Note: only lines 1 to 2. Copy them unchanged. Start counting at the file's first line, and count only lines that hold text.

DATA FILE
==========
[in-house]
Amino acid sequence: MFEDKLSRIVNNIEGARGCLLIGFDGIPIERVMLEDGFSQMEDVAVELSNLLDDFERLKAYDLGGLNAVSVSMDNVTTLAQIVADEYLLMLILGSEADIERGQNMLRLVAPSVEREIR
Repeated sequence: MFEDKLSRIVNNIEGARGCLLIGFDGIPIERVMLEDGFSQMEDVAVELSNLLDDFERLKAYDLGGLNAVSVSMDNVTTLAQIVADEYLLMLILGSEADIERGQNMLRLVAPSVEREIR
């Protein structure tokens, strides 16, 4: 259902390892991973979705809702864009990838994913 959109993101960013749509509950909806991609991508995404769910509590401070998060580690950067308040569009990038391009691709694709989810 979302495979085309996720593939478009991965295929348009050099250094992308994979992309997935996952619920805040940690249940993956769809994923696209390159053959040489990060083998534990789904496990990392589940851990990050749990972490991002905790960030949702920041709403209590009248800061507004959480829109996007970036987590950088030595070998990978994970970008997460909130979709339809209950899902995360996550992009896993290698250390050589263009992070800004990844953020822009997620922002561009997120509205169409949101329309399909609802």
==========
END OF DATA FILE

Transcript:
[in-house]
Amino acid sequence: MFEDKLSRIVNNIEGARGCLLIGFDGIPIERVMLEDGFSQMEDVAVELSNLLDDFERLKAYDLGGLNAVSVSMDNVTTLAQIVADEYLLMLILGSEADIERGQNMLRLVAPSVEREIR